MANILA — Consumers should exercise maximum precaution when buying unregistered cosmetics, particularly in budget shops and malls, which may contain dangerous contaminants or ingredients beyond allowable limits.
The EcoWaste Coalition, a chemical safety and zero waste watchdog, sounded the alarm over the unrestricted sale of smuggled cosmetics in Divisoria and Quiapo following a recent market investigation in Manila’s must-visit places for bargain hunters.
Prompted by a fresh advisory issued by the Food and Drugs Administration (FDA) on three lipsticks and whitening spray with high lead content, the group’s AlerToxic Patrol last week obtained 35 samples of lipsticks costing PhP12.50 to PhP50 each from one department store and seven cosmetics retailers in the area.
“We verified through the FDA’s website if the lipsticks had the required market authorization and found out that most are not notified with the agency and therefore not authorized to be in the market,” said Aileen Lucero, Coordinator, EcoWaste Coalition.
Notified cosmetics carry the following information in English on the product label, package or leaflet: name, ingredients, net content, instruction on usage, batch number, special precautions if any, and country of manufacture and/or importer.
Among these unnotified lipsticks are Aili Kiss, Baolishi, Chanleevi, Daiyasi, Ily, Lidanxiu, Meiya, Miss Beauty, Miss Merry, Monaliza, Pure, Yan Di and one that only says “Lipstick,” the EcoWaste Coalition reported.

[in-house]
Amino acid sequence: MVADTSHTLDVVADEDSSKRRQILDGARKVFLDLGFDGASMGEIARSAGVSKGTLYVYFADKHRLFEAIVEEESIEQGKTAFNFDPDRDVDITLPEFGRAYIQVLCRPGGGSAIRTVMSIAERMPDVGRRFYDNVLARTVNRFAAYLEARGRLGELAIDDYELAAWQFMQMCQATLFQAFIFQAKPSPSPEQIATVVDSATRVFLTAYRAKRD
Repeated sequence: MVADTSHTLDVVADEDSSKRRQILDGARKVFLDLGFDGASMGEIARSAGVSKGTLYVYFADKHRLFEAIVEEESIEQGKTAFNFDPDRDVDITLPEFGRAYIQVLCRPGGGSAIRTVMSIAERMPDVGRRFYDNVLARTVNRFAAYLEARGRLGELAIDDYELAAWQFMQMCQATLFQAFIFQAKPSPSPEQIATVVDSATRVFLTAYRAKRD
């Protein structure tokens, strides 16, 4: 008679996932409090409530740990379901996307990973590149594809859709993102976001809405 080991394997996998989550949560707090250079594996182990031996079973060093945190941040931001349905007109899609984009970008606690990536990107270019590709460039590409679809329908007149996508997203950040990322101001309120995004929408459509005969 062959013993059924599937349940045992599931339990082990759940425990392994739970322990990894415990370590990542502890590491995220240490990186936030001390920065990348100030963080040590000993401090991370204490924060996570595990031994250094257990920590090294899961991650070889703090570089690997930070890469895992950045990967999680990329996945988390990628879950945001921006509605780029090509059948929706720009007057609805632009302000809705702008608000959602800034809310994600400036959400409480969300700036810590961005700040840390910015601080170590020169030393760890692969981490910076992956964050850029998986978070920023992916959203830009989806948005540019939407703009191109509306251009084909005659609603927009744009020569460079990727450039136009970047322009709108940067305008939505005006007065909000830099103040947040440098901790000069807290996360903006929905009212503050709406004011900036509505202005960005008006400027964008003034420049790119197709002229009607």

In addition, the group expressed concern over the sale of the more expensive “Class A” imitations of high-end lipstick brands, particularly in Divisoria.
“The booming sale of illegal cosmetics is very alarming with the culprits enjoying virtual impunity. This is frightening as some of these products are laden with dangerous chemicals posing serious health and environmental hazards,” she added.
“Some lipsticks are terribly toxic with astronomical amounts of lead, a potent brain and developmental toxin,” she pointed out.
For example, the group detected atrocious levels of lead, over and above the 20 parts per million (ppm) limit under the ASEAN Cosmetics Directive, in several Baolishi and Monaliza lipsticks in the range of 2,278 to 17,100 ppm as measured by a handheld X-Ray Fluorescence spectrometer.
Baolishi and Monaliza are among the 36 lipsticks ordered seized by the FDA in three advisories issued in 2013, 2014 and 2015 for exceeding the lead limit or for being marketed without the required authorization from the agency.
Thirty-three of these 36 lipsticks were brought to the attention of the FDA by the EcoWaste Coalition and subsequently banned.
The FDA had earlier warned that lipsticks with no market authorization “may contain high levels of heavy metals, especially lead, a proven toxicant that accumulates in the body through constant exposure and absorption over a prolonged period.”
“Health problems through chronic ingestion of high level of lead in lipsticks may manifest as neurologic, hematologic, gastrointestinal, cardiovascular, and renal problems,” the FDA warned.
“In adults, lead toxicant has been linked with high blood pressure, joint pain, poor memory, and concentration problems. Lead easily crosses the placenta, and pregnant women should pay particular attention to the different sources of lead exposure,” the FDA said.
The EcoWaste Coalition last Friday sent 10 lipstick samples to the FDA for confirmatory laboratory analysis for toxic lead and mercury.